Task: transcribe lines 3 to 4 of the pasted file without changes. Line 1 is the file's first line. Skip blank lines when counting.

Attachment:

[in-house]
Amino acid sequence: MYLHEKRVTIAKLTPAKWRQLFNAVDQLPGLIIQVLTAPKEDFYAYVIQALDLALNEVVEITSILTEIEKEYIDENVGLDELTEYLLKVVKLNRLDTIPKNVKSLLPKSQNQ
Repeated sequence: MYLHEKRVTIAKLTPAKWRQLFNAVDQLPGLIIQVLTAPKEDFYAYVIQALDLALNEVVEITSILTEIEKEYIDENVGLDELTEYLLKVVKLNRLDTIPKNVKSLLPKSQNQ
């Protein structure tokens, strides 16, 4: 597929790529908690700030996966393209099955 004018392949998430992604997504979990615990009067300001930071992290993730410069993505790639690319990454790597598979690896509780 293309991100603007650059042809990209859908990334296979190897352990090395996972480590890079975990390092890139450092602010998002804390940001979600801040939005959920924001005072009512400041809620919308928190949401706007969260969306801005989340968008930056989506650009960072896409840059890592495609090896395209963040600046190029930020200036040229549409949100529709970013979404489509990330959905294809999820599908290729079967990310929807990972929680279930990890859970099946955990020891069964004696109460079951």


Repeated sequence: MYLHEKRVTIAKLTPAKWRQLFNAVDQLPGLIIQVLTAPKEDFYAYVIQALDLALNEVVEITSILTEIEKEYIDENVGLDELTEYLLKVVKLNRLDTIPKNVKSLLPKSQNQ
């Protein structure tokens, strides 16, 4: 597929790529908690700030996966393209099955 004018392949998430992604997504979990615990009067300001930071992290993730410069993505790639690319990454790597598979690896509780 293309991100603007650059042809990209859908990334296979190897352990090395996972480590890079975990390092890139450092602010998002804390940001979600801040939005959920924001005072009512400041809620919308928190949401706007969260969306801005989340968008930056989506650009960072896409840059890592495609090896395209963040600046190029930020200036040229549409949100529709970013979404489509990330959905294809999820599908290729079967990310929807990972929680279930990890859970099946955990020891069964004696109460079951």